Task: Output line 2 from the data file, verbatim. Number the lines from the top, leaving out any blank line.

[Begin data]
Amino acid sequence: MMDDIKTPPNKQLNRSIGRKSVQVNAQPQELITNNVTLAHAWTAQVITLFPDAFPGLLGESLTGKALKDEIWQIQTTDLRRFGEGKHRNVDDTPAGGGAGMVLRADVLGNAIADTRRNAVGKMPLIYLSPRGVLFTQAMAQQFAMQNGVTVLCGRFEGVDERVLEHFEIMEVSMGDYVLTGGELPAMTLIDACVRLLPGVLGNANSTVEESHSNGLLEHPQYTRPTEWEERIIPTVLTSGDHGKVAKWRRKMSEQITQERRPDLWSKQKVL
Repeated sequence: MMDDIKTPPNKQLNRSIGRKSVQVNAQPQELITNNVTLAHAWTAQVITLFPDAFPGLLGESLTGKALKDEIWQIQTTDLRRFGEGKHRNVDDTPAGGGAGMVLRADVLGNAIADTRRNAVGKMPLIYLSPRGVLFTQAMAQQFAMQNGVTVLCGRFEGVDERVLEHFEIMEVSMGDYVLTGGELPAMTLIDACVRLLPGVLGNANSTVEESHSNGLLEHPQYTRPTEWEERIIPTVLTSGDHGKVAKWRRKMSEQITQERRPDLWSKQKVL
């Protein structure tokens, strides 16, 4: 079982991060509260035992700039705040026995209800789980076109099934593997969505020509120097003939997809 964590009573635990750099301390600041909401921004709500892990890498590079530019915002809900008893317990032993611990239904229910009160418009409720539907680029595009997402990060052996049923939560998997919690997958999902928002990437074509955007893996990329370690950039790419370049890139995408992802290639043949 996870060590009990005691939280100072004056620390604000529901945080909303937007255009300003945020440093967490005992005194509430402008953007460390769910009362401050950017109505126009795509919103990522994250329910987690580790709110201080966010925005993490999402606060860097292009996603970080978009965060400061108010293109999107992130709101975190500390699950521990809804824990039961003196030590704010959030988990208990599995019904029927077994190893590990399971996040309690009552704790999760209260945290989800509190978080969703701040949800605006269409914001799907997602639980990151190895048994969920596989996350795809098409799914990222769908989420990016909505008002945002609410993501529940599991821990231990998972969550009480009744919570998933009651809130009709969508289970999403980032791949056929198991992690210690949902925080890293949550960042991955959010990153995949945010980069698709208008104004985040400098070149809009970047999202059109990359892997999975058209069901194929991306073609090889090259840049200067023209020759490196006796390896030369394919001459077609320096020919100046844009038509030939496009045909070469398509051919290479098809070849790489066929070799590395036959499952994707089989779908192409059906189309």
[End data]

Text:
Repeated sequence: MMDDIKTPPNKQLNRSIGRKSVQVNAQPQELITNNVTLAHAWTAQVITLFPDAFPGLLGESLTGKALKDEIWQIQTTDLRRFGEGKHRNVDDTPAGGGAGMVLRADVLGNAIADTRRNAVGKMPLIYLSPRGVLFTQAMAQQFAMQNGVTVLCGRFEGVDERVLEHFEIMEVSMGDYVLTGGELPAMTLIDACVRLLPGVLGNANSTVEESHSNGLLEHPQYTRPTEWEERIIPTVLTSGDHGKVAKWRRKMSEQITQERRPDLWSKQKVL